In this regard, scientists are trying to come up with novel solutions to remedy the plastic pollution crisis, and they’re thinking small - in a good way- a new enzyme capable of breaking down plastic bottles. This providential development could finally allow to fully recycle waste plastic in an environmental friendly manner. Recently, discovered Ideonella sakaiensis bacterium is called as plastic eating bacteria, however, it is far from the first living species to possess plastic eating proclivities as wax worm caterpillars have been found before to break down plastic in a matter of hours as well as the meal worms also possess gut microbes that eat through polystyrene. It is true that research in this direction is gain ground and it is likely that different microbes are evolving faster and better strategies to break down man-made plastics. It seems that nature is evolving solutions. Scientists in the beginning started with tests to see how the Ideonella sakaiensis bacterium managed to produce an enzyme capable of degrading PET, however, it turned out that inadvertently made enzyme, PETase, proved even betterat degrading PET. The resulting mutant PETase takes just a few days to break down PET in comparison to the time of 450 years taken by plastics to degrade naturally. The salient feature in the use of PETase is to break down bottles before they end up in the environment. However, the enzyme could also augment plastics recycling approaches themselves.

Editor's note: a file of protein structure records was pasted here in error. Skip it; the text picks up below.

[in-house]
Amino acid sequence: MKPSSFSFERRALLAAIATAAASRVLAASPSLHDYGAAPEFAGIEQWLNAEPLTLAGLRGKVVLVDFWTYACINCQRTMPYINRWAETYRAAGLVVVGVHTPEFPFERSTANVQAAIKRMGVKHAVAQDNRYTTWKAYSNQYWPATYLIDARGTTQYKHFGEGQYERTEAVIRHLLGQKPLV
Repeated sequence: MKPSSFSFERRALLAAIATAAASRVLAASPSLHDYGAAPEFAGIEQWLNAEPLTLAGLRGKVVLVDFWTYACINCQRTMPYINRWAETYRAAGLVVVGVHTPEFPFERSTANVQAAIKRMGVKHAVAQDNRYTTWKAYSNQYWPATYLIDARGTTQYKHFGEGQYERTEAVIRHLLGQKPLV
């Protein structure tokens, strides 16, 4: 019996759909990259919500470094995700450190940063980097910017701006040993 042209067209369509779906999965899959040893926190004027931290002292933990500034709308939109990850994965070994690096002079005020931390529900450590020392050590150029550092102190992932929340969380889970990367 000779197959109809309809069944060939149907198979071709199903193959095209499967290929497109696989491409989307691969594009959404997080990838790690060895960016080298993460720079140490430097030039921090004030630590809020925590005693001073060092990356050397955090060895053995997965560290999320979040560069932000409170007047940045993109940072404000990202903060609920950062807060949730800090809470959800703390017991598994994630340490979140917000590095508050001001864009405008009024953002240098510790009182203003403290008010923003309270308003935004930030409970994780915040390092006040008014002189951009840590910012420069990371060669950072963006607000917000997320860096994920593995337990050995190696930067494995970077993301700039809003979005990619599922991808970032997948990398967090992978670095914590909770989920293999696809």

The improvements to the PETase activity so far have not been dramatic, and we are nowhere near to a solution to plastic crisis but this research will definitely help scientists to understand how this promising enzyme breaks down PET and further they will understand how to they could make it work faster by manipulating its active parts. It is fairly unusual to be able to engineer enzymes to work better than they have evolved through nature. But, scientists can think of engineered enzymes which can break PET down to its building blocks which will enable the ability to do full bottle-to-bottle recycling. This could give scientists an exciting opportunity to overtake evolution by engineering optimized forms of PETase. After characterizing the structure of the enzyme by bludgeoning it with x-rays from the UK’s Diamond Light Source, which can hit objects with beams 10 billion times brighter than the Sun and helping scientists to distinguish individual atoms from one another. The research team changed the structure of PETase slightly in order to compare it with another enzyme which can break down cut in (a polymer found in the protective coating in plants). The process conferred PETase with a 20-percent improvement in degrading PET. This much improvement though is not exactly a radical shift from the original but it does promise the potential to go further and turn the enzyme into something with real, significant applications. Scientists hope of making the enzyme stable and active at temperatures above 158 degrees Fahrenheit, where PET becomes rubbery and breaks down 10 to 100 times faster. On the negative side of research, we can say that while any modified bacteria used in bioreactors are likely to be highly controlled, the fact that it evolved to degrade and consume plastic in the first place suggests this material we rely on so heavily may not be as durable as we thought. Further, if more bacteria began eating plastic in the wild, then products and structures of plastics designed to last many years could come under threat and the plastics industry would face the serious challenge of preventing its products becoming contaminated with hungry micro-organisms.